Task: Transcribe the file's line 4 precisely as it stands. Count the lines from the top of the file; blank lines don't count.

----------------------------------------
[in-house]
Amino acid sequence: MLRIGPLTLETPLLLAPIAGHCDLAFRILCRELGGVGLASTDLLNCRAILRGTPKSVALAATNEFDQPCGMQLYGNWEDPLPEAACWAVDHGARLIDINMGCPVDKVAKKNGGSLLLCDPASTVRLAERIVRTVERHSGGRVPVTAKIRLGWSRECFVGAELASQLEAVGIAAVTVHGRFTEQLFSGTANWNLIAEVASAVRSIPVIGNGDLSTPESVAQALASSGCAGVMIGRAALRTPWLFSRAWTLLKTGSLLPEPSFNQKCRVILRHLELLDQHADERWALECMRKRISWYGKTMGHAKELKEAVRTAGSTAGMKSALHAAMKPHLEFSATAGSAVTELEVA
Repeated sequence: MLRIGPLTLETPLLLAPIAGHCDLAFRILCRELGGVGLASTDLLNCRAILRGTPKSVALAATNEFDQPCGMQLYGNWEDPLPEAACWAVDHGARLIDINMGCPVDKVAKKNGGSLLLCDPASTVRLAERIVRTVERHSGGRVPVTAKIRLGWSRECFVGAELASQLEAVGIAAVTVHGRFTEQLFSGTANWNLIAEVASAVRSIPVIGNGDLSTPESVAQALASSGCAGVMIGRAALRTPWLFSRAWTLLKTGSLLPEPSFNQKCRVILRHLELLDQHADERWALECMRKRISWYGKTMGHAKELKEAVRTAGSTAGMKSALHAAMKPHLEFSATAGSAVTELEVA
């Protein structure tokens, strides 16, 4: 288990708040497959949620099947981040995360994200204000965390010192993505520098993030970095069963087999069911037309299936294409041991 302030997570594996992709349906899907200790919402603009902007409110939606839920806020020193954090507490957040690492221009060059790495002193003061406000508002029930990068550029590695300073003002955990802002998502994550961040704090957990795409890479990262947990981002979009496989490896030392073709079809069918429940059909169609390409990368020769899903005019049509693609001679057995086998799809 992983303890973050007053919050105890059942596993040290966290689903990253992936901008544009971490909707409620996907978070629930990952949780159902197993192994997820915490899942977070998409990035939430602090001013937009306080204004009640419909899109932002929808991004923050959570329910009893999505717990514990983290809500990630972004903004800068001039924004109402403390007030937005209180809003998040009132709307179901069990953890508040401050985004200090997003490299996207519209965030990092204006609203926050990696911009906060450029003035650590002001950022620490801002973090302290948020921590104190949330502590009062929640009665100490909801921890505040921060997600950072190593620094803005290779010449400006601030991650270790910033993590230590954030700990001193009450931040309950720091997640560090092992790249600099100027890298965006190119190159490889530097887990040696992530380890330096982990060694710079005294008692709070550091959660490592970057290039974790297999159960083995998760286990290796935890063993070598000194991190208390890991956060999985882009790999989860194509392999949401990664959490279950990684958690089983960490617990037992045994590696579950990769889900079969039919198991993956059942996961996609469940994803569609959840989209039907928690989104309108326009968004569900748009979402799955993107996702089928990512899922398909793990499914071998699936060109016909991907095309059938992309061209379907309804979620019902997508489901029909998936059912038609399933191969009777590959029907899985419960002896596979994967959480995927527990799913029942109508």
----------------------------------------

């Protein structure tokens, strides 16, 4: 288990708040497959949620099947981040995360994200204000965390010192993505520098993030970095069963087999069911037309299936294409041991 302030997570594996992709349906899907200790919402603009902007409110939606839920806020020193954090507490957040690492221009060059790495002193003061406000508002029930990068550029590695300073003002955990802002998502994550961040704090957990795409890479990262947990981002979009496989490896030392073709079809069918429940059909169609390409990368020769899903005019049509693609001679057995086998799809 992983303890973050007053919050105890059942596993040290966290689903990253992936901008544009971490909707409620996907978070629930990952949780159902197993192994997820915490899942977070998409990035939430602090001013937009306080204004009640419909899109932002929808991004923050959570329910009893999505717990514990983290809500990630972004903004800068001039924004109402403390007030937005209180809003998040009132709307179901069990953890508040401050985004200090997003490299996207519209965030990092204006609203926050990696911009906060450029003035650590002001950022620490801002973090302290948020921590104190949330502590009062929640009665100490909801921890505040921060997600950072190593620094803005290779010449400006601030991650270790910033993590230590954030700990001193009450931040309950720091997640560090092992790249600099100027890298965006190119190159490889530097887990040696992530380890330096982990060694710079005294008692709070550091959660490592970057290039974790297999159960083995998760286990290796935890063993070598000194991190208390890991956060999985882009790999989860194509392999949401990664959490279950990684958690089983960490617990037992045994590696579950990769889900079969039919198991993956059942996961996609469940994803569609959840989209039907928690989104309108326009968004569900748009979402799955993107996702089928990512899922398909793990499914071998699936060109016909991907095309059938992309061209379907309804979620019902997508489901029909998936059912038609399933191969009777590959029907899985419960002896596979994967959480995927527990799913029942109508």